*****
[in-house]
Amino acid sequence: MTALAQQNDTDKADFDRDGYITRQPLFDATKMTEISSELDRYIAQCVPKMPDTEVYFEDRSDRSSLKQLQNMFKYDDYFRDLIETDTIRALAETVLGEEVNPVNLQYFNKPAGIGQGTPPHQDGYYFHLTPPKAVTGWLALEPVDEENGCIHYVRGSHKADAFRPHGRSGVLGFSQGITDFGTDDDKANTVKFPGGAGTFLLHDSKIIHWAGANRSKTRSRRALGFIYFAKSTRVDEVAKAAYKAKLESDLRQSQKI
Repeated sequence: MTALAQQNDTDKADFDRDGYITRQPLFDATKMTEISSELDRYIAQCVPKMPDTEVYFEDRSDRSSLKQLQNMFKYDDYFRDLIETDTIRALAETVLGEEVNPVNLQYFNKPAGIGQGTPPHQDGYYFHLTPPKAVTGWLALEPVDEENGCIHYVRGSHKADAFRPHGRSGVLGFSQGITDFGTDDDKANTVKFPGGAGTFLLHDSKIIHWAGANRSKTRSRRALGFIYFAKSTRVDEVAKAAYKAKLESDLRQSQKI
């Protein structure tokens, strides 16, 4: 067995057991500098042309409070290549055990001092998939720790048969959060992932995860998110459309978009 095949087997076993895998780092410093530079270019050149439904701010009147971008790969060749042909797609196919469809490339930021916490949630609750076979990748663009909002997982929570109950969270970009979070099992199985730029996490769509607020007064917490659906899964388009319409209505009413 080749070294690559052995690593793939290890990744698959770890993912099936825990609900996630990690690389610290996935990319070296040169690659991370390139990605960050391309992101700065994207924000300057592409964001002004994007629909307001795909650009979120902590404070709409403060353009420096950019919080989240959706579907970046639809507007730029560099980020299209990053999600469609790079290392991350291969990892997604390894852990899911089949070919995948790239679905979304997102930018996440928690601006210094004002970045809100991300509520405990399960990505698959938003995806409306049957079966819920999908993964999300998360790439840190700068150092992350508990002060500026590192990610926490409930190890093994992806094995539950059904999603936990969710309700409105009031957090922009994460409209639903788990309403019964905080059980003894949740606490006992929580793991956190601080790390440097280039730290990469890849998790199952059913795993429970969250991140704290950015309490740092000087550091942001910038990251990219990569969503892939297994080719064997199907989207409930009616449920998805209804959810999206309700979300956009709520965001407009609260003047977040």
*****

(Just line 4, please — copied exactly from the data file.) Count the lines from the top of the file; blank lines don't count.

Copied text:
């Protein structure tokens, strides 16, 4: 067995057991500098042309409070290549055990001092998939720790048969959060992932995860998110459309978009 095949087997076993895998780092410093530079270019050149439904701010009147971008790969060749042909797609196919469809490339930021916490949630609750076979990748663009909002997982929570109950969270970009979070099992199985730029996490769509607020007064917490659906899964388009319409209505009413 080749070294690559052995690593793939290890990744698959770890993912099936825990609900996630990690690389610290996935990319070296040169690659991370390139990605960050391309992101700065994207924000300057592409964001002004994007629909307001795909650009979120902590404070709409403060353009420096950019919080989240959706579907970046639809507007730029560099980020299209990053999600469609790079290392991350291969990892997604390894852990899911089949070919995948790239679905979304997102930018996440928690601006210094004002970045809100991300509520405990399960990505698959938003995806409306049957079966819920999908993964999300998360790439840190700068150092992350508990002060500026590192990610926490409930190890093994992806094995539950059904999603936990969710309700409105009031957090922009994460409209639903788990309403019964905080059980003894949740606490006992929580793991956190601080790390440097280039730290990469890849998790199952059913795993429970969250991140704290950015309490740092000087550091942001910038990251990219990569969503892939297994080719064997199907989207409930009616449920998805209804959810999206309700979300956009709520965001407009609260003047977040």